Saturday, July 21, 2007



It's quite common exercise in motivational and self development manuals, to imagine what people are going to say about you at your funeral, and then to write your own eulogy. The aim being to put you in contact with your core values, the things you hold to and most treasure, hoping these will be noted and found endearing by others too. It is actually an extremely effective process to go through on a personal level. Having now seen literally hundreds of funeral services and eulogies I have to admit that an edge of scepticism now circles around the whole purpose of eulogies.

The first things to say is that you are long gone so you wont hear it, at least not in this world. In a way a eulogy could be seen as the summary and conclusions that can be drawn from your life. It's like the final chapter in a novel that hopefully pulls all the strands together,what others understand of us and what it all meant to them, what our life story seemed to be about. Or it could be simply the fulfillment of a prophecy that was implied, in potential at least, by the moment of your birth. Though these are to an extent self-referential viewpoints, and as I've already stated you're no longer around to receive these accolades for a life well spent ( or mis-spent ). A eulogy is primarily out of our control, it will be given if we are lucky by a good friend or a perceptive relative. I have to say though. that in my experience eulogies will be given, nine times out of ten, by clergy/officiants who did not know you. They put it very nicely and tactfully say ' I never had the pleasure of meeting Jack myself, but I've had the good fortune to talk with Brenda and Charles last week, to hear and collect their memories and fond recollections' which is longhand for saying 'I never met the guy, but it seems he was OK' They will then read the eulogy from a prepared script, which sometimes has been composed by the family, but more often not. This will say where, when and to whom the deceased was born, where they were educated, what jobs they did, who they married, how many children, where they lived and where and how they died. The barest of bare bones of a lifetime. So if you are thinking you'll receive a fulsome rejoicing of your merits,be prepared, it may not happen.

Of course there are many reasons why this is what happens. The main reason is that your family and friends will be too distraught, still coming to terms with their loss, and will understandable feel unable to do it themselves. I have to say that the most moving eulogies I've heard, ones that have given me a sense of what has been lost to the world and brought a tear to my eye, are the ones given by family members and close friends. Brave and obviously emotionally hardy individuals, who manage to find the strength and courage to evoke a tangible sense of the qualities of the deceased. I have felt profoundly humbled and in awe at such moments. My heart has genuinely been captured and gone out to the family. This is particularly so when the deceased has died young, or their was immense suffering.

It is a bit of a cliche that we do not speak ill of the dead, and I feel the need to question that as an assertion. Mostly eulogies do focus on what a persons best qualities were, and that can be a rare and admirable thing indeed to do. These are generally universal in tone; appreciations of how loving the deceased was and how they were loved in return, their quirks and eccentricities of behaviour being fondly recounted. Any faults of character, if they are refereed to at all, are done so euphemistically or in a diplomatic and roundabout manner. Typically ' they knew their own mind and what they wanted, and couldn't be dissuaded otherwise' being short hand for they could be bloody minded and intransigent at times, or 'they knew when they were right, and had the strength of character and courage to say so,' meaning they were often infuriatingly pompous and an arrogant sod. I find it hard to think of anyone whose behaviour hasn't mildly irritated me on an occasion, some with greater frequency than others. So these references, however elliptical in tone, do give a fuller more rounded picture of our sense of that person. Vital tints of vivid, if not violent, colours to enliven the pastel palette of muted pleasantries. I think we must speak well of the dead, and by that I mean truthfully – a balanced review which with circumspect reflection should include some of the warts as well.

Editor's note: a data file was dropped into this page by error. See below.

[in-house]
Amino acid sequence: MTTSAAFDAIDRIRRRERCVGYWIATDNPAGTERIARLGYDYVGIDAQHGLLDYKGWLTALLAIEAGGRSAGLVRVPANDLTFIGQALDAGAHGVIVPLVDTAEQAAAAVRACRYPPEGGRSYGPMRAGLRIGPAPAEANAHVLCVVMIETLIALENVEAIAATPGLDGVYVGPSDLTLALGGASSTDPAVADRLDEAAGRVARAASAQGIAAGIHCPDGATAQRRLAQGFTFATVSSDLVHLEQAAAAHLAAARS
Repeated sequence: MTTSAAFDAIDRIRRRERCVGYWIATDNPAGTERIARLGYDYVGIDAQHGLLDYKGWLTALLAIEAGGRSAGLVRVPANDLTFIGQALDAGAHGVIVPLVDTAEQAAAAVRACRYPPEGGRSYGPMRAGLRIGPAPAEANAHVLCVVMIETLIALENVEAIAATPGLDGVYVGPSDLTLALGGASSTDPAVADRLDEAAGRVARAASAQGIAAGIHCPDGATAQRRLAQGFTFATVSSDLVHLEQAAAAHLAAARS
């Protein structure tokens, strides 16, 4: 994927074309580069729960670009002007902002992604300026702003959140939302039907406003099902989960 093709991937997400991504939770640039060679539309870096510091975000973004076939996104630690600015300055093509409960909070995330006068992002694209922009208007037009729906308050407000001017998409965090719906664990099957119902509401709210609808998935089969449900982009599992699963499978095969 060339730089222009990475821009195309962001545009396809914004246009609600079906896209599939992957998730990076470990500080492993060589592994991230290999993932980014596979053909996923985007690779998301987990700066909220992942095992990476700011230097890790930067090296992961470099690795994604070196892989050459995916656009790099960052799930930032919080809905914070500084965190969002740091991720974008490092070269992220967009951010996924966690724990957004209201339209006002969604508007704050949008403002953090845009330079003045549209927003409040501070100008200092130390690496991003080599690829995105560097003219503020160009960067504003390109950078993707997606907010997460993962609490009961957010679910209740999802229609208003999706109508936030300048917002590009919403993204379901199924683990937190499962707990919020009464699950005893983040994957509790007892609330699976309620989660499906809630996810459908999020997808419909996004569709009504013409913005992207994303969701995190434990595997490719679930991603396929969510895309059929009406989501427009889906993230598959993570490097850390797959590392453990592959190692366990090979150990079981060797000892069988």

One officiant has said frequently, that they get very uneasy when all the information the family provides is praiseworthy and glisteningly pristine, yet they know there's a huge elephant under the carpet that no ones talking about – ie. Why or how the person died, such as a dissolute lifestyle, drug overdose, mental problems or suicide. These do need to be at least referred to in some way, or the eulogy will turn into a charade or travesty that is unbearable economical with the truth. Everyone who goes to a funeral will have known them to some degree, they know something of what they were really like. There is no point in anyone, least of all someone who didn't know them, trying to pull the wool over their eyes. Quite often a eulogy does comes across as a sanitised, and I have to say sentimentalised, version of the deceased's personality. Perhaps this is understandable, and all part of the process of coming to terms with what has been lost - to romanticise the person in our grief. Though I'd be surprised if being idolised was what any of us wanted when we wrote our imaginary eulogies.

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